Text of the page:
How to Sell a Home During a Divorce

Beth Sterner
Beth Sterner
Published on February 26, 2017

Nobody enters into marriage thinking they will get a divorce. A divorce can be one of the most stressful and emotional thing a couple can go through. I am here to help. I spent five years as a real estate paralegal and have extensive experience handling real estate transactions during divorce situations.

For many married couples, a home is the largest asset they have, and it can hold a lot of sentimental value. One side may want to keep the home, but most situations demand getting selling it. Some reasons for this include financial, legal, and personal.

You need to know how divorce can affect the sale of your home, including reasons you may need to sell. Making an emotional decision can haunt you for many years after the divorce is over.

Selling your home during divorce can save you money on capital gains tax! The fine print is you have to sell your home while you are still legally married.

While legally married you are eligible for an exclusion up to $500,000. Once you are divorced the exclusion drops to $250,000. I will talk more about tax strategy below.

Going through a divorce does not mean you have to sell your house. If you want to sell, you should get expert advice to find out if it is a good time to sell and ensure you get the most money for your home.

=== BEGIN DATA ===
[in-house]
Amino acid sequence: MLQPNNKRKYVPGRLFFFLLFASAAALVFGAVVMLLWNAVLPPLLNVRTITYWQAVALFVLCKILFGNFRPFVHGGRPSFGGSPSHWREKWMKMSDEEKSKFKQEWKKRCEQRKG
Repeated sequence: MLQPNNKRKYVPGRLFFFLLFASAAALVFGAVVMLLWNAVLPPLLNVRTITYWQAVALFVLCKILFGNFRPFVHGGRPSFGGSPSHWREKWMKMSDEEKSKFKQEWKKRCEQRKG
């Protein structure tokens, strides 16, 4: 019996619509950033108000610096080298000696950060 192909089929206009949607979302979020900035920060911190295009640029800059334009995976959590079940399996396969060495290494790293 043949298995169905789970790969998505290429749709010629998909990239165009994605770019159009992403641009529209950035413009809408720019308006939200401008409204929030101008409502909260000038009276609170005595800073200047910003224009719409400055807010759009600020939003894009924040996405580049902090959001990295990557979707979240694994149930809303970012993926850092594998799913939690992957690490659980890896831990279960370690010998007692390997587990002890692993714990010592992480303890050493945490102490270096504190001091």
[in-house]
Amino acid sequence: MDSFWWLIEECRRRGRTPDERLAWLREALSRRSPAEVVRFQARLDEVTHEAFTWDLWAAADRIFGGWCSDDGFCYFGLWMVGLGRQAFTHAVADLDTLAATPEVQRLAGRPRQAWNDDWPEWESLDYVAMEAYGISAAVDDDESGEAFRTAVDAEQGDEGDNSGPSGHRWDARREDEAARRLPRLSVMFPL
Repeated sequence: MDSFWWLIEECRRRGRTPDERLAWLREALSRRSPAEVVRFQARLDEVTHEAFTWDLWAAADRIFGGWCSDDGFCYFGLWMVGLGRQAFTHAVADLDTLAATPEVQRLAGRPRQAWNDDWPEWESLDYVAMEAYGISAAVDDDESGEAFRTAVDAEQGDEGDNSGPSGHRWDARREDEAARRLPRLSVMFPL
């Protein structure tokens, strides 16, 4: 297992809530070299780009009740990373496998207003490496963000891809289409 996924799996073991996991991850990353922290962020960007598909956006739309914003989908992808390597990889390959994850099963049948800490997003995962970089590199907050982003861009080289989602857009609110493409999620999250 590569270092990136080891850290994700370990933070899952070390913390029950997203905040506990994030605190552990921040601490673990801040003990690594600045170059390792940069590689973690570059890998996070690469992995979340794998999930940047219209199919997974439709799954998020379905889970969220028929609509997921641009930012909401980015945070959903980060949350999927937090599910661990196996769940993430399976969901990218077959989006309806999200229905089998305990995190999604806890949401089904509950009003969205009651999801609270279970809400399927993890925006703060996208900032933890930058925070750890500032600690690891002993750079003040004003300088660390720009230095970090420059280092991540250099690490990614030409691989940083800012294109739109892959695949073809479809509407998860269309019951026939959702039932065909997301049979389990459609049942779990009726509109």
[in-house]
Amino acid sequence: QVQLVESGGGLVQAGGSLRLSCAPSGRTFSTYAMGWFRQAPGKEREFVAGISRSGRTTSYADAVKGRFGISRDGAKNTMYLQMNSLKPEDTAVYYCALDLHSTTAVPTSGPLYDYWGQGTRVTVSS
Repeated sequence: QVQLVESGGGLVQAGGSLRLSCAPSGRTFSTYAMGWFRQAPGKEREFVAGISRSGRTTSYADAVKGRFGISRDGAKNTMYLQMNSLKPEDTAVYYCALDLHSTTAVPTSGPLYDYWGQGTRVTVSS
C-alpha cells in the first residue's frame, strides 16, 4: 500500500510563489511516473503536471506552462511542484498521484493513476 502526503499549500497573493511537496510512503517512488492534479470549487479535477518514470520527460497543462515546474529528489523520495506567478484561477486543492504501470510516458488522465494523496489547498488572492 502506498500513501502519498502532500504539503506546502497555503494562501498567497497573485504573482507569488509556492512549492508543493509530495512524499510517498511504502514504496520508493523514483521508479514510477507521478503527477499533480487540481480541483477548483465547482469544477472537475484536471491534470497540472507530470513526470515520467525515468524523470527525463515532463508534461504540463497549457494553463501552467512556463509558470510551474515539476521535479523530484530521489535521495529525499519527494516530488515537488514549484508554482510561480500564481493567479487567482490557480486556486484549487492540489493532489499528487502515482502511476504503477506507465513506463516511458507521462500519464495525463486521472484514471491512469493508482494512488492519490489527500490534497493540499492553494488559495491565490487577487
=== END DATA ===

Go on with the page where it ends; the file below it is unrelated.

Do you know your state’s divorce laws? Here in Mooresville, NC, the divorce laws require a married couple to be separated for one year and one day before divorce can be granted. What this means is one person in the relationship must find another place to live for one year. During this year, you will likely have questions about who will pay the mortgage and maintenance of the house.

I am going to answer the most common questions my clients ask about selling a home during divorce.

United States Divorce Statistics

In the United States the divorce rate is around 50 percent.

How does number of marriages affect divorce rate?


First Marriage: 41 percent end in divorce

Second Marriage: 60 percent end in divorce

Third Marriage: 73 percent end in divorce


See more about the Divorce Statistics in the United States here, and in North Carolina here.

If you need to sell your home during divorce, you will be tested emotionally. Divorce in itself is not easy, add in selling your home and it is even more challenging. 

Selling Your Home During a Divorce


As a married couple owning a home is a great accomplishment. Going through a divorce and having to sell your home is one of the hardest parts. 

There is no doubt a home holds sentimental value to everyone. Sometimes when going through a divorce it is best to sell it and move on, and sometimes it may be better to hold onto it. You need to consider many things when deciding whether or not to sell your home during a divorce and I am going to go over them.

You will need to commit to your decision to keep or to sell your home during a divorce. The major difference when selling a home while going through a divorce is you have to decide who gets what before the sale. Somehow you need to split your personal belongs, including furniture, electronics, dogs or cats, and the money from the sale of your house.